The word "exploration" can refer to both an "examination" and "discovery". The film with this title deals with both meanings simultaneously in a kind of thematic concentration: An examination is shown in a manner which explores the aspect of revealing. The examination is psychiatric in nature, a conversation between an analyst and an analysant. The result of such an examination is normally a clinical picture, a description of an illness. But something is wrong with this examination, and from the beginning this something goes beyond the camera´s mere presence. What´s wrong must involve the way in which the conversation is depicted, which prevents a unified picture (of either a condition or something else, something like a presence within a picture) from developing. The camera isolates both figures in nearly static medium closeups as they talk, occasionally at cross-purposes.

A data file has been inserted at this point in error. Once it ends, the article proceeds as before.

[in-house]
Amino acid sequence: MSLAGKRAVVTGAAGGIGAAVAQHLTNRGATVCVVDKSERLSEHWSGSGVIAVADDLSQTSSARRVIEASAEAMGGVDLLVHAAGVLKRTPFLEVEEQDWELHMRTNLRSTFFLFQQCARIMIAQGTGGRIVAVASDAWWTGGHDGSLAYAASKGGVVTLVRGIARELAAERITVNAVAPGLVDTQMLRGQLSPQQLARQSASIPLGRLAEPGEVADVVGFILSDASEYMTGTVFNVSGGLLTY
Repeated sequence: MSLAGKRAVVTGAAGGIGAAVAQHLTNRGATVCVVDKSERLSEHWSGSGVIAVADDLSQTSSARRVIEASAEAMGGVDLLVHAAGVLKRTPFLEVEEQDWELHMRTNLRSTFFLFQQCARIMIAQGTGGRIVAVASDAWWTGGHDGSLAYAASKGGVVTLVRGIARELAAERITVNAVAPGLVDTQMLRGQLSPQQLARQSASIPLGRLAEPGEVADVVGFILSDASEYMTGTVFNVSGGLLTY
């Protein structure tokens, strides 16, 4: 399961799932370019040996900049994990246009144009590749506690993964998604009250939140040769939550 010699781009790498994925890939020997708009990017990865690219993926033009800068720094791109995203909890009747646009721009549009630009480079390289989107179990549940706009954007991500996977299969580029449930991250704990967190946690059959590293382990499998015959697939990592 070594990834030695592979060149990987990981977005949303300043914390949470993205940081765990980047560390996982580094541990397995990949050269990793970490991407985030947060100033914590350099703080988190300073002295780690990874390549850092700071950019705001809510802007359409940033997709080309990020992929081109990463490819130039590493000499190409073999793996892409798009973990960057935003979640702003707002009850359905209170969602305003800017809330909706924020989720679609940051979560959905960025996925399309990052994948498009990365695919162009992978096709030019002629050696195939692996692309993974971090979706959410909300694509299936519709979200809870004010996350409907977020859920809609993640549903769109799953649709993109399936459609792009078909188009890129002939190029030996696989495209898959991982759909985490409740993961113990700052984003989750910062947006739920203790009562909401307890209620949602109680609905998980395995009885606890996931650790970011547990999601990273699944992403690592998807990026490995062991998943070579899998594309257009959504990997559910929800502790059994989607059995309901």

Obviously the focus is more on what separates them rather than the uniting aspect of the conversation - more specifically how the statements are understood and the way in which questions are answered. One could almost say that, while pictures are produced, the position of the final one, the picture which assigns the final meaning to the preceding and subsequent pictures, is kept open. As a result, not only the positions of analyst and analysant are uncertain and ultimately interchangeable, both the film´s apparently neutral stance with regard to the statements and that of the audience are qualified. Something is not quite right - in particular concerning the presumedly unproble-matic link between seeing, hearing and understanding which is explored in Exploration.
Translation: Steve Wilder